Labours slim manifesto offering on the private rental sector

Perhaps I should be grateful for The Labour Party Manifesto policy offering on the private rental sector, after all there was virtually nothing in the previous four manifestos.

This is it, lifted from the manifesto; a handful of lines, it took me a while to find it.

“For the 11 million people who rent privately, we will legislate to make three-year tenancies the norm, with a ceiling on excessive rent rises. A ban on unfair letting agent fees will save renters over £600. We will drive standards up by creating a national register of private landlords.”

So dissecting the above…

  1. The three-year tenancy idea is good and long overdue but how will it work in practice. Many owners come into the market for short term profit (riding a boom) and then cash in; will these units be sold with sitting tenants or will the 3 year agreement become void.

There is nothing on front loading Capital Gains Tax to encourage landlords to hold for the long term.

  1. The ceiling on excessive rent rises. Not much detail here but it is better than a crude cap. It is a nod towards the system in many parts of Germany. Will it be based on a database of rents in each region, as in Germany, that takes into account regional variations or just linked to inflation?
  2. A ban on unfair letting agency fees; on the face of it very necessary. But will it reflect the fact that letting agencies do provide a service to the tenant, not just the landlord. Competition between tenants for decent scarce property is fierce and it is normal practice for agents to take holding deposits soon after viewing, will this continue.
  3. A national register is necessary but will it be compulsory or voluntary?


The stuff Labour left out

  1. Discrimination against people on out of work and in work benefits; the big new players are buy-to-let investors (BTL) taking advantage of cheap money loans that often comes with restrictions on who the landlord can let to. Adverts on sites such as Zoopla, for example, contain warnings along the lines of ‘No DSS’ (sic) or ‘No Housing Benefit’.

Does Labour have plans to ban this discrimination?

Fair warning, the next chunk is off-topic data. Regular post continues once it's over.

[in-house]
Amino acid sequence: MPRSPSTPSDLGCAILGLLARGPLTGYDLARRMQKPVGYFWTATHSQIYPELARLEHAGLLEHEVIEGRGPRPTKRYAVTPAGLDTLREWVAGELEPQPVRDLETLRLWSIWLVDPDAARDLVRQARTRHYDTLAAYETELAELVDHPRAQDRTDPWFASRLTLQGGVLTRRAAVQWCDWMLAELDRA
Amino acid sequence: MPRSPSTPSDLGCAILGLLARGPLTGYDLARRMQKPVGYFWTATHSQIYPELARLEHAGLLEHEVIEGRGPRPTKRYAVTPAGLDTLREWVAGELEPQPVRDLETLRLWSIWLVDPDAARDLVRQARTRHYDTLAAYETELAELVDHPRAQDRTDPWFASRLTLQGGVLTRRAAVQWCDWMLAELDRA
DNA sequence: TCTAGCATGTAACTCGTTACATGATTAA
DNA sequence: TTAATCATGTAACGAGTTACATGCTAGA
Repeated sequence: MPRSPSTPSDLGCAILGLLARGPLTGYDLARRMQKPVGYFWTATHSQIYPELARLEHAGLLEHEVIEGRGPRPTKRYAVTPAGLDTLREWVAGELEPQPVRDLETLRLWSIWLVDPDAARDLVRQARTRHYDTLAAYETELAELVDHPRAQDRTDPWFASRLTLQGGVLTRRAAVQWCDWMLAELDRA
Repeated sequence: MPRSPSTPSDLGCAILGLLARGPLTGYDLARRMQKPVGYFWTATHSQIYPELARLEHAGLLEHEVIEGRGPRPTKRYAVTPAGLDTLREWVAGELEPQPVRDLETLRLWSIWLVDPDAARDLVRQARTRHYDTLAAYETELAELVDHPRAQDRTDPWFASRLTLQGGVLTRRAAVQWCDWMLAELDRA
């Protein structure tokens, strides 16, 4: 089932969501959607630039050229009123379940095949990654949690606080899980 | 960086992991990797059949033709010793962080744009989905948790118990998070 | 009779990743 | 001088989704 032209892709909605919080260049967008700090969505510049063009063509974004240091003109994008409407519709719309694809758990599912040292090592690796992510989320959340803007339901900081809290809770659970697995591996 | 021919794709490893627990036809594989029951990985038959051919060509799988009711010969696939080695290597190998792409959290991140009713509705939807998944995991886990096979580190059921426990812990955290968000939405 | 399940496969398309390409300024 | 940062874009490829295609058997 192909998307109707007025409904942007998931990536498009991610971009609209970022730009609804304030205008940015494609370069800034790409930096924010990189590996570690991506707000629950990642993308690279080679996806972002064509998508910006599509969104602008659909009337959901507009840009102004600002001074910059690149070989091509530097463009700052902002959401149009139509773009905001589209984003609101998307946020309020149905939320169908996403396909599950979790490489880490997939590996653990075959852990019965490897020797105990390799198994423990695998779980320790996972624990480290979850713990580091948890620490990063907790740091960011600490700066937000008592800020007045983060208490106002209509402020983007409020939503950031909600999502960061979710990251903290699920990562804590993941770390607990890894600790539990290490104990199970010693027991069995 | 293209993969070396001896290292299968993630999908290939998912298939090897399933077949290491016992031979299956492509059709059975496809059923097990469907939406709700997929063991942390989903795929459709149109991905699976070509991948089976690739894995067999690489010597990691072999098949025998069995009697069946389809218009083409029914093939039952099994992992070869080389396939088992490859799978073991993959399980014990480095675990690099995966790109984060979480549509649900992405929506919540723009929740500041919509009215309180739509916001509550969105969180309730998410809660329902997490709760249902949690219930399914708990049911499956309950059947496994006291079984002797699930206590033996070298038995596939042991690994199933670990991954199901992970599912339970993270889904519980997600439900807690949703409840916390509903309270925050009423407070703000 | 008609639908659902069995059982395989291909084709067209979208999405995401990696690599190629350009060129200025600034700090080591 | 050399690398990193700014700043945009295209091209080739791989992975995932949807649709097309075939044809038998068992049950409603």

1. Currently there are some 800,000 homes left empty; the standard ‘flight mode’ of landlords nervous about what they see as hostile policy is to leave property empty until the time is right for cashing in on capital value. Nothing here from Labour; why not repossess the worst offenders and bring under social control and discourage the rest with ‘planning consents’ for change of use from ‘a potential home’ to ‘empty’.


  1. Making a home a home. Tenants often face stringent conditions on whether pets are allowed and the degree of personalisation, as in decorating, allowed. It is not uncommon in Germany for the first tenant to put in the kitchen and bathroom, but this is only practical in a country where long (greater than 10 years) lets are common. Any legislation needs to reflect that a let property is the home of the tenant and the asset of the landlord.


  1. A substantial amount of private rental stock is just old with all the energy efficiency issues that come with that. It would make sense to incentivise landlords by offering tax breaks. For example, allowing property costs to be offset against other income such as salaries or dividends.


So a start from Labour but nothing more; vague and lacking detail. In all it comes across as an afterthought or sop embedded near the bottom of the manifesto section on housing most of which continues the national obsession with home ownership.







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